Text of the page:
Marsh Awards for Community Archaeology 2021

This year, the Marsh Awards for Community Archaeology recognised projects that have helped people to keep participating in archaeology safely and enjoyably, while responding to the pandemic in a creative or imaginative way. Nominated projects were either new initiatives, planned from scratch after March 2020, or existing projects which have had to be rethought and delivered differently as a result of the pandemic. They are projects that have the aim of enabling a wide range of people to engage with archaeology and broadening understanding of the historic environment.


There will be two categories of Awards:

  1. Best Volunteer-Led Project: for projects not involving anyone acting in a paid capacity
  1. Best Project with Paid Support: for projects which have input from anyone acting in a paid capacity

Fridaythorpe, Fimber, Wetwang Archaeology Project (FFWAP) , Mesolithic Deeside  Project, CAER Heritage: The Hidden Hillfort Project  and Inverkeithing Burgh Survey   2021

Marsh Award for Best Volunteer Led Project  

 Winner – Fridaythorpe, Fimber, Wetwang Archaeology Project (FFWAP) 

During the pandemic, FFWAP undertook archaeological activities for people of all physical capabilities in a COVID safe manner. Volunteers were involved in the Ladygraves excavation near York and a drainage design company volunteered to geo-reference the site of the project. The FFWAP contributed to the community and to individual’s well-being throughout the pandemic, encouraging and developing skills (drawing, writing, 3D photography) and providing company for those who were lonely whilst ensuring social distancing was adhered to. The site provided physical and mental stimulation for a Fimber resident with Parkinson’s disease and they also held a socially distanced surprise 60th birthday gathering for this resident. The project contributed to broadening understanding of the historic environment of the local area, with continued landscape surveying, substantiating and adding to the archaeological picture.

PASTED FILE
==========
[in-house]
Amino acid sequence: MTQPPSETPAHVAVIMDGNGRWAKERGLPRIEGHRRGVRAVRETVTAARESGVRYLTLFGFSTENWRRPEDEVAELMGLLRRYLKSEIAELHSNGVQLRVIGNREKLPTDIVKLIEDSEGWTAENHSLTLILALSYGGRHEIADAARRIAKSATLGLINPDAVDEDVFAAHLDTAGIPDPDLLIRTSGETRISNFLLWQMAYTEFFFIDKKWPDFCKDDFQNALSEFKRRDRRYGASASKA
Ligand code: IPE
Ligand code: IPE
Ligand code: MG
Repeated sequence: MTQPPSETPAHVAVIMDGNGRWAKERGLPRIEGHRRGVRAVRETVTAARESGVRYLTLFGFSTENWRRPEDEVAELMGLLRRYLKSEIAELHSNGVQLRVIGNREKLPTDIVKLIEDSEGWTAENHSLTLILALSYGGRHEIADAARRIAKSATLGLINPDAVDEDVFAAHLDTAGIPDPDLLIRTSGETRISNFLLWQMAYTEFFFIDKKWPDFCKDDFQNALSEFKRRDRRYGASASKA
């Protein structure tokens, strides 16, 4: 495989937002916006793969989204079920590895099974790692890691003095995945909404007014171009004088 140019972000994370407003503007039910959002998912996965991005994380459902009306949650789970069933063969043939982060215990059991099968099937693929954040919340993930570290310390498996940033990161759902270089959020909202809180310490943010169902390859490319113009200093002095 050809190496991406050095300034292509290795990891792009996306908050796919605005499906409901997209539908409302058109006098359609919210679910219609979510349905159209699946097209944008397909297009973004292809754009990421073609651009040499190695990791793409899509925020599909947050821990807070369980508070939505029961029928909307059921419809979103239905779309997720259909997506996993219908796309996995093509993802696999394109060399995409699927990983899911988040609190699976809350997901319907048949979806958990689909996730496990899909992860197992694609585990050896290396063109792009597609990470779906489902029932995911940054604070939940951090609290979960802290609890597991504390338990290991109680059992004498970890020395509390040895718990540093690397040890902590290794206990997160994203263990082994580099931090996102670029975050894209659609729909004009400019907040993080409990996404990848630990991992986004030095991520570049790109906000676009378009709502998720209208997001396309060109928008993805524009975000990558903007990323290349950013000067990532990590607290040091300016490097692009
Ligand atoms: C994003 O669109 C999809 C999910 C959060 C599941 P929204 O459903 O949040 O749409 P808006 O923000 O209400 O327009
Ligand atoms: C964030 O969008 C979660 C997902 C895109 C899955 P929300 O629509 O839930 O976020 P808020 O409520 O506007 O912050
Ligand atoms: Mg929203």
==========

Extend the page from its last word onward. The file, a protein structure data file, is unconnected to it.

Highly Commended – Mesolithic Deeside Project

Work throughout 2020 on this project was undertaken in a completely voluntary capacity by locals, students and archaeologists who were investigating the earliest settlement along the River Dee in Aberdeenshire. The group was set up in 2017 with assistance from the Heritage Lottery Fund and its activities include lectures, lithic identification, workshops and stands at local agricultural shows. Fieldwalking was halted in March 2020 due to the coronavirus lockdown, however members of the group were keen to maintain their friendships, communications and archaeology activities and so social media was utilised including the creation of a YouTube channel. The channel hosted lectures which encouraged lively comments and correspondence. It has built communication skills and helped members to grow in confidence, especially when presenting their own specialisations. 


Marsh Award for Best Project with Paid Support  

Winner – CAER Heritage: The Hidden Hillfort Project 

CAER Heritage was established in 2011 and is a collaboration between Action in Caerau and Ely, Cardiff University, local schools, residents, community groups and many others. The project focuses on the research of Caerau Hillfort which is a nationally important site that is surrounded by the west Cardiff suburbs. Activities included geophysical surveys, excavations, artefacts analyses, exhibitions, art installations, films, performances, accredited courses, and experimental archaeology. The Hidden Hillford Project is creating a heritage centre at the site along with heritage trails, interpretation, and volunteer opportunities. During the Covid-19 period, face-to-face activities were presented with challenges, however the CAER team co-designed three new project activities that allowed people to continue to engage with their local heritage. These were CAER Big Dig in their own gardens, CAER Cupboard Archaeology to excavate objects buried in their cupboards, and CAER Heritage Food Packages to create fun food parcels delivered to local families in need. These CAER projects contributed to wellbeing and learning, and physical activity. The projects sustained and grew volunteer engagement in archaeology to places previously not involved.  


Highly Commended – Inverkeithing Burgh Survey 

The Inverkeithing Burgh Survey project is an established best practice archaeological model of Scottish burgh surveys and is designed to characterise the history and identity of historic towns, quantify their archaeological potential, involve communities, and produce a book to reference and use as a management tool. The Burgh Survey has flourished since March 2020 and volunteers are supported to meet weekly on Zoom where they develop research skills, access digital resources, and learn how to reference their writing. The Zoom calls have been ‘lifelines’ to people living alone and volunteers have found working together enjoyable and uplifting and an excellent opportunity to meet like-minded people. Volunteers did additional research and revealed new evidence on the most important civic building in the area at the time. The consultant team supported volunteers between meetings by phone and email and has been of enormous archaeological and heritage value. Social media and podcasts have been created to celebrate discoveries, developments, and progress.